Why Hong Kong is still a strategic financial hub for Chinese companies
Matteo Giovannini

Editor's note: Matteo Giovannini is a finance professional at ICBC in Beijing and a member of the China Task Force at the Italian Ministry of Economic Development. The article reflects the author's views, and not necessarily those of CGTN.

According to this week's report from Nikkei Asia, a total of four Chinese technology companies are considering a secondary listing on the Hong Kong Stock Exchange. The companies are the e-retailer JD.com, the search engine Baidu, the online travel company Ctrip and the online services company NetEase. The restaurant operator Yum China is also reported to be in talks for a secondary listing. JD.com, Baidu, Ctrip and NetEase are already listed on the Nasdaq while Yum China is listed on the New York Stock Exchange.

The possible listing of these companies is expected to raise a total of 15 billion U.S. dollars and investment banks such as Goldman Sachs, Credit Suisse, Bank of America and China International Capital Corporation Limited are going to act as arrangers for the deals.

Last November the secondary listing in Hong Kong of Alibaba marked the world's largest initial public offering (IPO) in 2019 with a total subscription of nearly 13 billion U.S. dollars. Alibaba with that move decided not only to invest on Hong Kong opening a new funding channel but also to send a very powerful political message of faith in Hong Kong and of trust in the motherland.

The decision of JD.com, Baidu, Ctrip and NetEase and Yum China for a secondary listing in Hong Kong is certainly incentivized by the successful move of Alibaba that with such a high-profile IPO opened gave an indirect message to other Chinese companies. The strategy behind this choice has to be considered, especially for companies that have not the size and the global influence of Alibaba, in the current political context where companies still need to navigate.

This week the phase one deal between the U.S. and China has been signed sending a positive signal to the markets in terms of a renewed stability in the relationship between the two world's biggest economies. The deal represents just a first step in fixing the trade disputes between China and the U.S. and it cannot be denied that there are still ongoing tensions between the two countries that need to be addressed in phase two and phase three deals that are expected to follow. 

Logo of Bond Connect at Hong Kong Exchanges in Hong Kong, China, July 3, 2017. /Reuters Photo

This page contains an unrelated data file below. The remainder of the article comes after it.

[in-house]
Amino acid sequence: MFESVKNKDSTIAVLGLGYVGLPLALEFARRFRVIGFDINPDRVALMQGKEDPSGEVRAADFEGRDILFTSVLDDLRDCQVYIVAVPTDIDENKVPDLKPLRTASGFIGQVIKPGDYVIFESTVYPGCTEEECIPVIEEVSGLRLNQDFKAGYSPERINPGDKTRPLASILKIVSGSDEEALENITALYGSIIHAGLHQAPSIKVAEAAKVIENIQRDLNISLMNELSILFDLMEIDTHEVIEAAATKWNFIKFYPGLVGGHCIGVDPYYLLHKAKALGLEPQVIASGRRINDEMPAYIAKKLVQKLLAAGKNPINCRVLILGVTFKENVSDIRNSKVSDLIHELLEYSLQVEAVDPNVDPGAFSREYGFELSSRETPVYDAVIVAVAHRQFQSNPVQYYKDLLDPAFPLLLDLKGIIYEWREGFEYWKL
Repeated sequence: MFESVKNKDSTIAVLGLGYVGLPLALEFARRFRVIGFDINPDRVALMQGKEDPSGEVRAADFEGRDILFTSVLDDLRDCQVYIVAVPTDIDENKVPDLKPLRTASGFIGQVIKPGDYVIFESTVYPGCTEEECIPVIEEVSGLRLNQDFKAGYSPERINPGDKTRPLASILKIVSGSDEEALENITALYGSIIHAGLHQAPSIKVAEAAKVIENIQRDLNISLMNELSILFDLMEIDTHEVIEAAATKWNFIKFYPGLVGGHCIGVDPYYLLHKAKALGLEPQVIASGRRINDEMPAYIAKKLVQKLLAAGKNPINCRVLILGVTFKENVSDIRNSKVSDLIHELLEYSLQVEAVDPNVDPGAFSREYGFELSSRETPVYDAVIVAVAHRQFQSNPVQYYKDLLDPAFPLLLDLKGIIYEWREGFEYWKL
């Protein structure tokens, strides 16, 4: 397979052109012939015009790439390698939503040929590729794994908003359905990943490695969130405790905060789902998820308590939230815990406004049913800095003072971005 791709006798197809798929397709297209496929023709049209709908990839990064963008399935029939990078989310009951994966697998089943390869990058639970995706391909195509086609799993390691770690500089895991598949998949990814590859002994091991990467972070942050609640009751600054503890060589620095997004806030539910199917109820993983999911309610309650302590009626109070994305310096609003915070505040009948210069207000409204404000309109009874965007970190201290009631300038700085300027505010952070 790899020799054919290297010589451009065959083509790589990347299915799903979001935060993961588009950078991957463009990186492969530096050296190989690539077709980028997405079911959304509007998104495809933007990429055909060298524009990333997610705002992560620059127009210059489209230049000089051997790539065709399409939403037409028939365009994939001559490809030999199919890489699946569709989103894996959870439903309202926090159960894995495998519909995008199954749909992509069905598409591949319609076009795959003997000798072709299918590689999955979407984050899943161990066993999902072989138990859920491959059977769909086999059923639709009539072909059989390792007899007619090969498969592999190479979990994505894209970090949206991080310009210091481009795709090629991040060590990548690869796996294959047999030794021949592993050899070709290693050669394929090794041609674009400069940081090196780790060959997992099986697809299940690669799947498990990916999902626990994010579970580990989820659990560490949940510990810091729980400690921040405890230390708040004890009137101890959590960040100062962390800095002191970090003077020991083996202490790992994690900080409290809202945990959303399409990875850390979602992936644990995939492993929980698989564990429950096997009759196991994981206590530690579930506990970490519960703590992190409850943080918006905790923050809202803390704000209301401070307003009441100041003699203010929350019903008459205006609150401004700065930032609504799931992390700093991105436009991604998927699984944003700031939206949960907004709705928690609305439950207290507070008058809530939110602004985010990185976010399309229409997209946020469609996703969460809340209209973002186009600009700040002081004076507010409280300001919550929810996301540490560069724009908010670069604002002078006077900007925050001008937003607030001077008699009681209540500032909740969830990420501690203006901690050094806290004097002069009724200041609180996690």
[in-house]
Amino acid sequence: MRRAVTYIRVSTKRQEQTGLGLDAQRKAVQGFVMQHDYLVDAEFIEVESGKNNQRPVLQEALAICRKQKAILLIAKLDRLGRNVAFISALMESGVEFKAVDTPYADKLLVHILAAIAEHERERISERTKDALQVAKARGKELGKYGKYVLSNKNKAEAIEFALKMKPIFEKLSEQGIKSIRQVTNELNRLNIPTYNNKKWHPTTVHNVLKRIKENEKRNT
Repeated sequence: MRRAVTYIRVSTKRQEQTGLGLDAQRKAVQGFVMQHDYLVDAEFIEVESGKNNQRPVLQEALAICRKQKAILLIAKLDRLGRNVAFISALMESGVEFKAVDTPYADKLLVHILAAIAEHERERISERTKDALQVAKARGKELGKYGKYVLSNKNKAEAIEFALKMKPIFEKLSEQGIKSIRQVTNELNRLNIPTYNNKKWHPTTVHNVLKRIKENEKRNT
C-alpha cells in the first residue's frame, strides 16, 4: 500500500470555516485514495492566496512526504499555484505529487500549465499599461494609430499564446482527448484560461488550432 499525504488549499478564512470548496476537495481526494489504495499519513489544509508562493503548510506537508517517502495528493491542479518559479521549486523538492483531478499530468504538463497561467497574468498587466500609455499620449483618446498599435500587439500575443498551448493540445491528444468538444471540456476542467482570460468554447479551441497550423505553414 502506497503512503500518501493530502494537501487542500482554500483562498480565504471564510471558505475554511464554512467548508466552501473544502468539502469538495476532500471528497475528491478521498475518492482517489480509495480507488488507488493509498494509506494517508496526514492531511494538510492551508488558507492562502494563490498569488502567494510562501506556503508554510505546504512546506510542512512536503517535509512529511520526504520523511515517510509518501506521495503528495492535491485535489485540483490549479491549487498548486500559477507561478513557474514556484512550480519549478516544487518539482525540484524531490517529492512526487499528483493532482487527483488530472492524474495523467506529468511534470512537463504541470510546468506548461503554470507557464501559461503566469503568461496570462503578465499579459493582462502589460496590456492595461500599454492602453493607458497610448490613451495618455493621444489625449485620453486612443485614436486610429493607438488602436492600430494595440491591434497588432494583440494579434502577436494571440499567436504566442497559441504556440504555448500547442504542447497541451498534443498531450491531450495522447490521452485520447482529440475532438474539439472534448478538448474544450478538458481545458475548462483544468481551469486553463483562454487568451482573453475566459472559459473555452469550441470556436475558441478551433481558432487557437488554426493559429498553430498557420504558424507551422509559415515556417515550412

Logo of Bond Connect at Hong Kong Exchanges in Hong Kong, China, July 3, 2017. /Reuters Photo

The financial sector and the tech industry disputes are far from being solved and the current status is reflected by the increased scrutiny that Chinese companies' IPOs need to go through on the Nasdaq when applying for a listing on the U.S. stock exchange. 

Several media sources have speculated that Nasdaq could implement new listing rules to prevent Chinese companies from listing in the U.S. Among these rules the stock exchange could delay on purpose the listing of a Chinese company in the U.S. if it does not comply with rules such as demonstrating to have shareholders based in the U.S., having operations and management present in the country or raising limits on the average trading volume of the stocks and on the minimum share of capital held by a single shareholder.

The U.S. still remains an attractive destination for Chinese companies due to the efficiency and sophistication of its markets but Chinese companies have already started to change their mindset in terms of preferred choice for a listing and, with a less welcoming U.S. market, they are moving their attention to other destinations such as Hong Kong that offers the opportunity to raise capital from global investors close to home avoiding the political risk currently present in the U.S. capital markets.

Hong Kong is the natural choice for a Chinese company's secondary listing since it represents the gateway to Asia and specifically to Chinese mainland being the country's largest offshore RMB center and holding special access to the Chinese mainland's equity and fixed income markets though the stock connects with Shanghai and Shenzhen and the bond connect with the Chinese mainland. This privileged status constantly attracts a large volume of investments from global investors who want to enter the Chinese market and are guaranteed with safe legal and financial environment.

Moreover, Hong Kong does not have any serious competitor in Asia considering that the Singapore's stock exchange is comparatively small and does not have IPOs as its main expertise since the city-state is a global wealth management and private banking hub.

Hong Kong can only grow in its importance as a preferred destination for a secondary listing and this condition could eventually turn positively into a primary listing choice. Considering the growing importance of Chinese companies on global markets and the world's highest number of unicorns that are created in mainland each year it is in the interest of Hong Kong to become an attracting hub for the most interesting unlisted Chinese companies such as Bytedance, the owner of the video-sharing app TikTok, that would represent a big win for the Hong Kong Stock Exchange.

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